Nearly a year after NBCUniversal’s Peacock was first introduced on Comcast Xfinity X1 and Flex devices and nine months after it rolled out nationwide, the Peacock app still isn’t supported by Amazon Fire TV Stick and other Amazon Fire TV gadgets.
As the impasse with Amazon, the No. 2 provider of OTT devices behind Roku, drags on, Peacock reps have started to advise customers to “sideload” the Peacock app onto Amazon Fire TV, a term for installing an unauthorized third-party app onto the device. That task is actually not so technically complicated, given Fire TV’s underpinning in Google’s Android TV operating system.
This communication has been accentuated with the debut of WWE-
related programming on Peacock in March.
“Thanks for reaching out! We understand your frustration,” NBCU is telling customers through its @peacocktv Twitter handle. “While Peacock currently isn’t supported on Amazon devices, there are sideloading options that customers have found helpful.”
Comcast chairman and CEO Brian Roberts hinted at an investor event earlier in March that his company’s NBCU division might be getting close to hammering out an agreement with Amazon for support of Peacock on Fire TV.
Comcast, NBCU and Amazon have not elaborated on their negotiating hangups. But they reportedly center on NBCU’s desire not to have Peacock disaggregated within Amazon Prime Video Channels. NBCU wants to distribute Peacock as a standalone app, controlling the customer relationship and all the related data itself.
Advising customers on unofficial workarounds might not necessarily convey desperation on behalf of Peacock and NBCU, but it could hint at concern and frustration.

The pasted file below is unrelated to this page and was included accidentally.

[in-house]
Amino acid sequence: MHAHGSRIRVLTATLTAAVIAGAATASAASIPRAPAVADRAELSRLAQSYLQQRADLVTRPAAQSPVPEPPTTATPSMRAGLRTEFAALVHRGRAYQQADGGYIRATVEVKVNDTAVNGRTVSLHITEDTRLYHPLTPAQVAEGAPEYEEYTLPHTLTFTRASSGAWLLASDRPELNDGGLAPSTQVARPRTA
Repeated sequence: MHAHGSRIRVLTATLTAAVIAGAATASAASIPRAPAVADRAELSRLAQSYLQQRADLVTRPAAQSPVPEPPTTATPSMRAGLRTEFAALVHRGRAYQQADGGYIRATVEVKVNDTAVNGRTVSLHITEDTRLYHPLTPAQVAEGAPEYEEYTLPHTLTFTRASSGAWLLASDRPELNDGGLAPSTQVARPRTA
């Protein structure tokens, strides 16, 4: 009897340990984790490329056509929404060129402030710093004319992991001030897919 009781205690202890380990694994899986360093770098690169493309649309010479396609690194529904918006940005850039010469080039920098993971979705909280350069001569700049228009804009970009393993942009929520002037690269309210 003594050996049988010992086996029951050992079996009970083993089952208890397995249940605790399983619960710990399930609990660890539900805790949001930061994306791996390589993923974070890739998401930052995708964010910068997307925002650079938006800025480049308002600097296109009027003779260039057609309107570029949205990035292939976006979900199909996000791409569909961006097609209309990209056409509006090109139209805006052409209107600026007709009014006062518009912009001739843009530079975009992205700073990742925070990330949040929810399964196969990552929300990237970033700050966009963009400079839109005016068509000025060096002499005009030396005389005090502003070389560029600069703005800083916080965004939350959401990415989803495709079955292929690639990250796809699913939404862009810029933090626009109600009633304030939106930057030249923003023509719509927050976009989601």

With reports circulating in February that the streaming service only has around 11.3 million regular users, and NBCU constrained on what it can spend on splashy content relative to competitors with deeper pockets, Peacock appears anxious to goose its usage metrics.
Certainly, making Peacock available to Fire TV living rooms would help. Just look at HBO Max, which has grown from 8.6 million customers to more than 17.2 million since gaining access to both Amazon Fire TV and Roku late last year.
Roku is the fastest-growing device ecosystem thanks to its relationships with TCL and Hisense, which both use the Roku OS to power most of the smart TVs they sell worldwide. But Amazon actually sells more Fire TV devices these days, starting with the low-priced Fire TV Stick HDMI gadget. In fact, Amazon shipped 13.2 million Fire TV devices worldwide in the fourth quarter, controlling more than 12% of the OTT device market, according to Strategy Analytics.
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